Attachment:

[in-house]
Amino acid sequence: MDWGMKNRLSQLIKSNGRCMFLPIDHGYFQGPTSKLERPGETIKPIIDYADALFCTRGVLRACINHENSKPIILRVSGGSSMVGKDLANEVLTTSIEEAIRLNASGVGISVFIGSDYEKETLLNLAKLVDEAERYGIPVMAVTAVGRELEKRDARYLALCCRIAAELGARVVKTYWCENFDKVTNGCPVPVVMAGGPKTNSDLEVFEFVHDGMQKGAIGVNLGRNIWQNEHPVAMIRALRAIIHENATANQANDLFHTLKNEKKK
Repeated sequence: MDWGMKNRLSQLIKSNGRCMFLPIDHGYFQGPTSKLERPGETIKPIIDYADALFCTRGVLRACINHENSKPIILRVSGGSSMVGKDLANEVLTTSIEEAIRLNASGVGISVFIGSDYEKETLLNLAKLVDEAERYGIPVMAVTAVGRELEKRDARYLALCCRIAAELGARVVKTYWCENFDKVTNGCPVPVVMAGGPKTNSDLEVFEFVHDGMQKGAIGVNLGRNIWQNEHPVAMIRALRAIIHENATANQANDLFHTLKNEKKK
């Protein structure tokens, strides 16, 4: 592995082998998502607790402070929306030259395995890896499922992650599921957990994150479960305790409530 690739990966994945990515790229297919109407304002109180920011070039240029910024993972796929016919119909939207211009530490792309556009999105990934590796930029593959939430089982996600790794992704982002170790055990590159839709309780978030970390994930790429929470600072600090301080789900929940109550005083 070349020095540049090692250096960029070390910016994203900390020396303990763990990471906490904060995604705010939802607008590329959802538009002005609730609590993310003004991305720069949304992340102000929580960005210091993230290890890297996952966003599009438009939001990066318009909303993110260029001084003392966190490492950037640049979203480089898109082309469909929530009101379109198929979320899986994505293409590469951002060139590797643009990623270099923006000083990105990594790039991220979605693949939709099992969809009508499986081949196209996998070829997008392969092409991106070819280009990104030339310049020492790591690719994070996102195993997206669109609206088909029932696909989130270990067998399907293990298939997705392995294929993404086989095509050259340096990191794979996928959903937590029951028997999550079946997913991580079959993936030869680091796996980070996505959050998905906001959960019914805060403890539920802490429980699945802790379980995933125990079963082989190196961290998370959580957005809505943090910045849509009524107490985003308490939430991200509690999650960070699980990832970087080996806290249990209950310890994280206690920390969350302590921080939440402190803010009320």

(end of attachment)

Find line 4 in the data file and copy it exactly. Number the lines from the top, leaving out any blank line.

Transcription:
């Protein structure tokens, strides 16, 4: 592995082998998502607790402070929306030259395995890896499922992650599921957990994150479960305790409530 690739990966994945990515790229297919109407304002109180920011070039240029910024993972796929016919119909939207211009530490792309556009999105990934590796930029593959939430089982996600790794992704982002170790055990590159839709309780978030970390994930790429929470600072600090301080789900929940109550005083 070349020095540049090692250096960029070390910016994203900390020396303990763990990471906490904060995604705010939802607008590329959802538009002005609730609590993310003004991305720069949304992340102000929580960005210091993230290890890297996952966003599009438009939001990066318009909303993110260029001084003392966190490492950037640049979203480089898109082309469909929530009101379109198929979320899986994505293409590469951002060139590797643009990623270099923006000083990105990594790039991220979605693949939709099992969809009508499986081949196209996998070829997008392969092409991106070819280009990104030339310049020492790591690719994070996102195993997206669109609206088909029932696909989130270990067998399907293990298939997705392995294929993404086989095509050259340096990191794979996928959903937590029951028997999550079946997913991580079959993936030869680091796996980070996505959050998905906001959960019914805060403890539920802490429980699945802790379980995933125990079963082989190196961290998370959580957005809505943090910045849509009524107490985003308490939430991200509690999650960070699980990832970087080996806290249990209950310890994280206690920390969350302590921080939440402190803010009320």